Data from almost 1,700 children living in the West of Scotland was analysed by researchers at the College of Medical, Veterinary and Life Sciences and the MRC Social & Public Health Sciences Unit (SPHSU).
It revealed that three per cent of 11 year-old children felt both neglected and controlled by their parents. When the children were tested at age 15, this group were much more likely to have developed psychiatric problems.
Children were grouped according to ‘parenting style’, with the study revealing that the ‘neglected and controlled’ group were more than twice as likely to develop psychiatric disorders. These included anxiety disorders such as obsessive-compulsive disorder, depression and behavioural disorders.
Conduct disorders such as antisocial and violent behaviour and attention deficit hyperactivity disorder (ADHD) were also much more prominent in this group. Teenage girls were six times more likely to suffer from depressive disorders than those in the ‘optimum parenting’ group, where parents are perceived as being caring but not controlling.
Parenting style was assessed using a questionnaire, taking into account the extent to which the children felt loved, allowed to make their own decisions, molly-coddled or supported, amongst other factors. At age 15, psychiatric data was collected by computerised interview.
Robert Young, of the SPHSU, said:
“It is important that we do not trivialise children’s perceptions of parenting, particularly having seen in this study how early feelings about parenting, map onto children’s future mental health and psychological wellbeing. We now need to establish whether the effects are caused by the perception of neglect, actual neglect, or some combination of both.”
Co-author, Dr Helen Minnis, of the University’s School of Medicine, added:
“It is remarkable that despite the wide range of parenting styles reported in the study; the majority of children’s experience of parenting is ‘good enough’, and less than perfect parenting is not associated with major psychiatric problems during adolescence. That said, it seems that children with better perceived parental relationships have fewer psychiatric problems as teenagers.”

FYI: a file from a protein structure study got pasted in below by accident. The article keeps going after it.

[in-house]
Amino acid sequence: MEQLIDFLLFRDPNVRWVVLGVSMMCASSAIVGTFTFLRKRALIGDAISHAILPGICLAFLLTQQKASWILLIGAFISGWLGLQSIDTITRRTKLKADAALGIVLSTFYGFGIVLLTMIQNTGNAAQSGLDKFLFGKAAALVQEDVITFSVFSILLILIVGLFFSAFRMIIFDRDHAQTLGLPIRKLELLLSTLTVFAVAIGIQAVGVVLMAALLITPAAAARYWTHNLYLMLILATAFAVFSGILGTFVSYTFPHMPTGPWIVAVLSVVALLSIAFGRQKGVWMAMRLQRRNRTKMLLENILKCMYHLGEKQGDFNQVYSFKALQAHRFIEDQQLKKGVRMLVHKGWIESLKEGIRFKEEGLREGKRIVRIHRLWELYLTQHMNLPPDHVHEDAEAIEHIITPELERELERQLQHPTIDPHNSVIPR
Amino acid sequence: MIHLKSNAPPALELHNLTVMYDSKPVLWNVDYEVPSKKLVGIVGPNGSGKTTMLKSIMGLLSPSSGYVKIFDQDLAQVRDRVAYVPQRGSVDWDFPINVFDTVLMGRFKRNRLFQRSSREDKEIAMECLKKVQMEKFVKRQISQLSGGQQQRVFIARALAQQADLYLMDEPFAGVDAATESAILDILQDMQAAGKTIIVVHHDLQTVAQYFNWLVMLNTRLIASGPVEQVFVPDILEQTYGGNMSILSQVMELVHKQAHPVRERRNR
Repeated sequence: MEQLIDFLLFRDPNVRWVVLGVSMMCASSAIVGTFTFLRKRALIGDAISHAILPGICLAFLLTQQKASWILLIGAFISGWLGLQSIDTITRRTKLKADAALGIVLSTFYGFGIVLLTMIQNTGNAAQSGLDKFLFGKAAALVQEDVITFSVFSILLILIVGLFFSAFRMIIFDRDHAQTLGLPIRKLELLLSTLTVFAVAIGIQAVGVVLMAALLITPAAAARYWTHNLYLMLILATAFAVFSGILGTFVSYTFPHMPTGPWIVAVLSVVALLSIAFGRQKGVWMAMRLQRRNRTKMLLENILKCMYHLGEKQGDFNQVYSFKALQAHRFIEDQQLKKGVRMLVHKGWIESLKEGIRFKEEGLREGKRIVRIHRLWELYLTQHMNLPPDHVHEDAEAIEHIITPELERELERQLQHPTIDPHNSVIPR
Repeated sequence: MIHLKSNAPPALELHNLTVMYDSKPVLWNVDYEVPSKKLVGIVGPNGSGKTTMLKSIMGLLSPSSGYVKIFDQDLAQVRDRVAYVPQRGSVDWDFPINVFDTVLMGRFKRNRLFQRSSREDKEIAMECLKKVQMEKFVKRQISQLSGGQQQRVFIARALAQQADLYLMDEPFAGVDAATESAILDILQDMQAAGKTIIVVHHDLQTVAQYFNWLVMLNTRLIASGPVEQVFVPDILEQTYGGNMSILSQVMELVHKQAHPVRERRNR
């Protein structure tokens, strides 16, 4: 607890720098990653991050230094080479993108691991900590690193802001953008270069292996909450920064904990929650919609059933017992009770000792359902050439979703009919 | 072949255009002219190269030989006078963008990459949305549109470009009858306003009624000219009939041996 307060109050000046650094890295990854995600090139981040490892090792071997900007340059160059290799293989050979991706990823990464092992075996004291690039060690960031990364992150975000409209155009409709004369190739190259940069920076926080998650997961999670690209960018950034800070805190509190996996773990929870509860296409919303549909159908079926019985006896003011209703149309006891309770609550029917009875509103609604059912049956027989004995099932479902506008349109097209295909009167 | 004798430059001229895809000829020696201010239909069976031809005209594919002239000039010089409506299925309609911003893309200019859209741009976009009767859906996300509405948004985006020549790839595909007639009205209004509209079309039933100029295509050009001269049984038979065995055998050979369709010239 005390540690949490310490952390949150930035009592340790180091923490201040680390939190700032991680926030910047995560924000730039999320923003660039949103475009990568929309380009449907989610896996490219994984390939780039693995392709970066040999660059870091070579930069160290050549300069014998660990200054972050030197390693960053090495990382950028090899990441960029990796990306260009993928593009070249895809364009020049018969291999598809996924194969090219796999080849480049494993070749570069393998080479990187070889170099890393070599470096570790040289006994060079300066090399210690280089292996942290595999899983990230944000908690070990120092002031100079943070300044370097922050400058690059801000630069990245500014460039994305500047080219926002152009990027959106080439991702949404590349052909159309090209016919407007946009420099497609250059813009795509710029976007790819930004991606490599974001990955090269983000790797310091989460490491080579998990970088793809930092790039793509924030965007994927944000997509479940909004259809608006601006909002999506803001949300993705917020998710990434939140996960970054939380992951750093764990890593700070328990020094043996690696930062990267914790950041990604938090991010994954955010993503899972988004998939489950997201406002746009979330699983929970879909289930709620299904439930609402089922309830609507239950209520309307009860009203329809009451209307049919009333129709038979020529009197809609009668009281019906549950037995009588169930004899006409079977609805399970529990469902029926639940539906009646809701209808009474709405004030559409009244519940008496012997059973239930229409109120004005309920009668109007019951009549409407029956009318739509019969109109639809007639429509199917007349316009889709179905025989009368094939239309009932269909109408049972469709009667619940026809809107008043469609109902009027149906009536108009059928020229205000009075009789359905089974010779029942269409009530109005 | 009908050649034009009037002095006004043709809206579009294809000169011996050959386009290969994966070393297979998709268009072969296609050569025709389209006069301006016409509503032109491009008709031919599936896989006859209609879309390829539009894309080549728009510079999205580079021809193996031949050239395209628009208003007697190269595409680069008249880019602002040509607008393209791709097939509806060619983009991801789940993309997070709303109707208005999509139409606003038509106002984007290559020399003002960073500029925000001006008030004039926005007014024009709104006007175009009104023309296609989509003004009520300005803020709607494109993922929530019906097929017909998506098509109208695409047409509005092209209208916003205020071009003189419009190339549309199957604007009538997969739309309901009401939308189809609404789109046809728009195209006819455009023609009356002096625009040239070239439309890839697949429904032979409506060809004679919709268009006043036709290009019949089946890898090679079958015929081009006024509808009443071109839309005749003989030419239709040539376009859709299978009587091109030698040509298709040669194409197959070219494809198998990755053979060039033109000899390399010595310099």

Professor Chris Kennard, Chairman of the MRC’s Neuroscience and Mental Health Board, said:
“Whilst only three per cent of children reported the neglectful and controlling parenting which was associated with increased psychiatric disorders, when the implications are expanded this equates to a large number of children nationwide. We must also consider the possibility that developing disorders in childhood increases the risk of more serious problems in adulthood, both for the individual and for society in general. A core part of the MRC’s strategy focuses on mental health, and this study gives clear indications of the importance of the home environment in maintaining mental wellbeing.”
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The paper ‘Children’s perceptions of parental emotional neglect and control and psychopathology’ by Young, Lennie and Minnis was published on March 24 in the Journal of Child Psychology and Psychiatry. It is available online at http://doi.wiley.com/10.1111/j.1469-7610.2011.02390.x
Details of Parental Bonding Instrument (PBI) method
The measure of perceived parental style used in the study is the brief current form of the Parental Bonding Instrument. This is an 8-item questionnaire which asks children about the relationship they have with their parents, e.g. ‘My parents are loving’ or ‘My parents try to control everything I do’ or ‘My parents understand my problems and worries’, with three options ‘almost always’, ‘sometimes’ and ‘never’.
Analysis of the responses from 2583 11-year old children identified four groups of perceived parenting. 20% could be describe as ‘optimal’ (loving and non-controlling); 54% as typical; 23% ‘moderate’ (somewhat tougher, but still loving) and 3% as ‘neglectful and controlling’ (unloving and highly controlling) parenting.
Details of Voice-DISC assessment
Psychiatric assessment used a computerised version of the Diagnostic Interview Schedule for Children and Adolescence. This is a standard method of assessment compatible with the American Psychiatric Associations, Diagnostic and Statistical Manual IV. The assessment takes between 30-90 minutes, depending on the seriousness of any psychiatric problems, with qualified psychiatric staff ‘on-hand’. Young people answer a series of questions typically used in a psychiatric assessment. For example, thoughts about suicide and arson, and delusions and hallucinations are considered.